06 Lasso

Twelve-second stretches from 0:48 to 1:00 and 1:39 to 1:51 – drum roll used to perfect effect. That doesn’t happen very often. These are moments – Phoenix is particularly good at them – where I get the image of walking on solid ground, then stepping onto a tightrope and sprinting over a thousand-foot-deep chasm until the bass rejoins. I always feel almost suspended without any tether – except that thin line of bouncing stick on drum head. Then the ground rushes up to meet me on the other end.

10 Shiner

1:37-2:00 – the music becomes compressed in what I would describe as an audiophile’s worst nightmare – a thin, trebly, distorted spectrum of sound filled with scrapes and crackles that make my whole body tense up. I revisit this section over and over again, imagining the musical experience in physical life, imagining the staging of it with lighting and sound in a live show, and holding my breath for all 23 seconds. Self-torture? I’m just living the moment. Dave Sardy always loved to play with this squashed mono feel; here he does it brilliantly.

Yes, even as I reaffirm my allegiance to the long-form album as my primary love in the music world, I seek out the snippets that shine – and review them and review them for the sheer pleasure of knowing that it’s possible to achieve outsize brilliance even seconds at a time.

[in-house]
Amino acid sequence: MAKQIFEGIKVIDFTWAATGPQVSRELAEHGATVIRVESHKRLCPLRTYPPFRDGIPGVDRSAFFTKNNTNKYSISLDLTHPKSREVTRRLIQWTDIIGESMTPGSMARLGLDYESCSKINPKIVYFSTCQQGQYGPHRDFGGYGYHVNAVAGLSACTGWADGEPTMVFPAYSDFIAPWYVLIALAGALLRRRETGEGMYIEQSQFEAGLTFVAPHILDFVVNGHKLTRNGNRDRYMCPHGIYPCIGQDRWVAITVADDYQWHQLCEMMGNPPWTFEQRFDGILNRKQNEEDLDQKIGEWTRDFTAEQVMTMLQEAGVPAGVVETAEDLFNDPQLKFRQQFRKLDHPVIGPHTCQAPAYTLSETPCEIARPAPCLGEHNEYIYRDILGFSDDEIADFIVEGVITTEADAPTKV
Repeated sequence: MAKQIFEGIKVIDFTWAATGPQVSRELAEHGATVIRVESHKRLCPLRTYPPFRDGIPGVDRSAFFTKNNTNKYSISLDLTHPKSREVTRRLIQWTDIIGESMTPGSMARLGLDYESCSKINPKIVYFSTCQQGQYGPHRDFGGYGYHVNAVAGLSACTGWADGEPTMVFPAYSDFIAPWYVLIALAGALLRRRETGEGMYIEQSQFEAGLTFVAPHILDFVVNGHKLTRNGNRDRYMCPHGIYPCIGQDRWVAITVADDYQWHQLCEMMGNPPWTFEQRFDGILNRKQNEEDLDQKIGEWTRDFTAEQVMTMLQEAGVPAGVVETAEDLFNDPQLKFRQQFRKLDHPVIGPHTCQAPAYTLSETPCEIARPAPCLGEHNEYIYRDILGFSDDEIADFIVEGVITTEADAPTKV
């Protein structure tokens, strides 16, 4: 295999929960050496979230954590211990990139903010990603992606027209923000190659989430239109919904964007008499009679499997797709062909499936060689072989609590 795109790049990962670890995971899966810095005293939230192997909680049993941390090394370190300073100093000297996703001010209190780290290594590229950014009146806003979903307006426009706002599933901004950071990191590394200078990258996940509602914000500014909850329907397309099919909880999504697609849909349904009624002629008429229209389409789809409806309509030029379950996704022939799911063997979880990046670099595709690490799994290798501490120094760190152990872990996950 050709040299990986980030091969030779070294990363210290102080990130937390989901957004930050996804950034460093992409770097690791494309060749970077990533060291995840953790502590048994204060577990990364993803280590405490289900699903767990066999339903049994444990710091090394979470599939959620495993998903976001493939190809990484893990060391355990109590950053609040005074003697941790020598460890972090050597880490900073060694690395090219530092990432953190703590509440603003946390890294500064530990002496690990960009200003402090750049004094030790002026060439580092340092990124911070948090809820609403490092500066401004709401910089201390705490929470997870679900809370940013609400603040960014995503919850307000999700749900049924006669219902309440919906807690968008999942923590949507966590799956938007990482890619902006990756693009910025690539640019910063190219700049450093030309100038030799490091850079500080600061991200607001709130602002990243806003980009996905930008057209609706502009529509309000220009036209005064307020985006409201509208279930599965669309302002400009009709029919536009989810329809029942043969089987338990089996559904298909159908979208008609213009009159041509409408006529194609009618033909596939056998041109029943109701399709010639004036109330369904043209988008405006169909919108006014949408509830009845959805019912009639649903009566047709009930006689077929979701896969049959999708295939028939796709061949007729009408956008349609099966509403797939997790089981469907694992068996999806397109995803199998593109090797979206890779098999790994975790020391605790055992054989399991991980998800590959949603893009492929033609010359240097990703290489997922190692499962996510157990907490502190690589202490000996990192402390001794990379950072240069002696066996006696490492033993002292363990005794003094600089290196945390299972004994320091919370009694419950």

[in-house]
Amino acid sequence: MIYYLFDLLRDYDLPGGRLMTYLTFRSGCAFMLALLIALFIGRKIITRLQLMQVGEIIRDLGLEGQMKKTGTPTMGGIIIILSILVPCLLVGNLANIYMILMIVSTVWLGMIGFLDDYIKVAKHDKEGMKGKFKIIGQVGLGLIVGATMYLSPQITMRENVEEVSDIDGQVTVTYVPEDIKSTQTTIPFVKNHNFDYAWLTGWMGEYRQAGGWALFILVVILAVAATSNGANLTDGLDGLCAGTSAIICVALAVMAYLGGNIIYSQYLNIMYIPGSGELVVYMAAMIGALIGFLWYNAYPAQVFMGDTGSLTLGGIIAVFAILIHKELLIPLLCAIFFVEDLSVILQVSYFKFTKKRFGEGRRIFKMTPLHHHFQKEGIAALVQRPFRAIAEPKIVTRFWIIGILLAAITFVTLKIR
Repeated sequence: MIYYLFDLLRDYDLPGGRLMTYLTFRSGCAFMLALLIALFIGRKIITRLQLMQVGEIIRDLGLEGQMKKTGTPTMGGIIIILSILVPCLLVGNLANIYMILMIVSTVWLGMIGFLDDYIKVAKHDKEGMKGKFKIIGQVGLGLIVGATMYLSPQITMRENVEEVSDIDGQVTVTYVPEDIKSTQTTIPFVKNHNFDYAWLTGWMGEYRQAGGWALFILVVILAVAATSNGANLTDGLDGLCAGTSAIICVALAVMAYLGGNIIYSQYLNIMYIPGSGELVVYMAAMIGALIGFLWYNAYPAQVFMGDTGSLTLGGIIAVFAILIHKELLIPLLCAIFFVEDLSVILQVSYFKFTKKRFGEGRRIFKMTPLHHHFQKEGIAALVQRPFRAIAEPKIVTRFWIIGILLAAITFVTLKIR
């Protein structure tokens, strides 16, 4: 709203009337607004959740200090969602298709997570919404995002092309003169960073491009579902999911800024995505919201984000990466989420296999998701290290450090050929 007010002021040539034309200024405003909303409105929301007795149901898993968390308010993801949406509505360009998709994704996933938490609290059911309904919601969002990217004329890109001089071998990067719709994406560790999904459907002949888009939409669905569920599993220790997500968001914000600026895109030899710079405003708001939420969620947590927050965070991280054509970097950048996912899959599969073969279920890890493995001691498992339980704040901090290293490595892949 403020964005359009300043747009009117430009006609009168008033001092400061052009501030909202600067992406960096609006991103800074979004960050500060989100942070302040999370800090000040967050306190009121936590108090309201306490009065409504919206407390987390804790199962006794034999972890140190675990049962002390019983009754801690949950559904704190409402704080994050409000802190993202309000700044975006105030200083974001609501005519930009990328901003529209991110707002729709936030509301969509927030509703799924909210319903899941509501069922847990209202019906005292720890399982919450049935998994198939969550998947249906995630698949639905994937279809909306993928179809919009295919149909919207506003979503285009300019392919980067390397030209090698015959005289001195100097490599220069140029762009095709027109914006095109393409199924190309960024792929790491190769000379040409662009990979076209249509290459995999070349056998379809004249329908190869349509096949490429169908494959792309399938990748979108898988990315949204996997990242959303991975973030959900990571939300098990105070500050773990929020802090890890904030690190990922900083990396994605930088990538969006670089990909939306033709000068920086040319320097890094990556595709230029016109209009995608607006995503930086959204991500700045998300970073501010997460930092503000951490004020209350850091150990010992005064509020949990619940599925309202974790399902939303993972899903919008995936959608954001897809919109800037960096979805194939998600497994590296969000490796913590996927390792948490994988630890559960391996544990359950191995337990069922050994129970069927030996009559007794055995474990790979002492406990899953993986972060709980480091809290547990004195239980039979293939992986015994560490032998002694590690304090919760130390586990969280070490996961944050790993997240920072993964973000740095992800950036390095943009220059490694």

A musical response

So, uh, our state was in the news this week. You may have heard shiny new Maine Governor Paul LePage, also known as Archie Bunker, respond to critics upset at his decision to skip Dr. Martin Luther King, Jr. Day events by asking them to “kiss my butt.”

I just have no words at the moment to react to or describe the horrors of being represented by this governor. So yeah, absent any actual inspiration, I will construct a primarily musical response.

Governor, I know this is how you want to be viewed.

When you were inaugurated, a lot of us who disagree with your politics felt a little like this:
02 First Few Desperate Hours

Yet I had hoped that you would get past that campaign image, I really had. I guess

10 That’s Just What You Are

And yet the 62% of us who didn’t vote for you don’t want to be cast as racists or even insensitive louts. So we are begging you to

at the very least. Honestly, I know this job comes with its fair share of

09 Pressure

but you represent all of us now. Seriously. An apology is in order – and not this kind.

08 My Apology

I don’t want to end up as cynical and hermit-like as this:

So try not to embarrass yourself – or, more importantly, us.

Fewer words, fewer bad words

I’ve never felt before like I should back off the negative. My personal view is that tastes and standards are important, and that I am not here simply to praise what I love but also to examine, in some depth, why I don’t like what I don’t like.

But as I sit in revulsion from the actions yesterday, I may be taking a break from fully examining the negative. I know I fully intend to say less about what I hate and more about what I love. It doesn’t mean I am done with the negative. But it does mean there will be less.

So today I present something I love dearly and something I find both revolting and completely beautiful and hilarious. Note that this will be the second week in a row I will have referenced NPR, so I would like my Latte-Sipping Arugula-Munching Liberal Elite membership card IMMEDIATELY.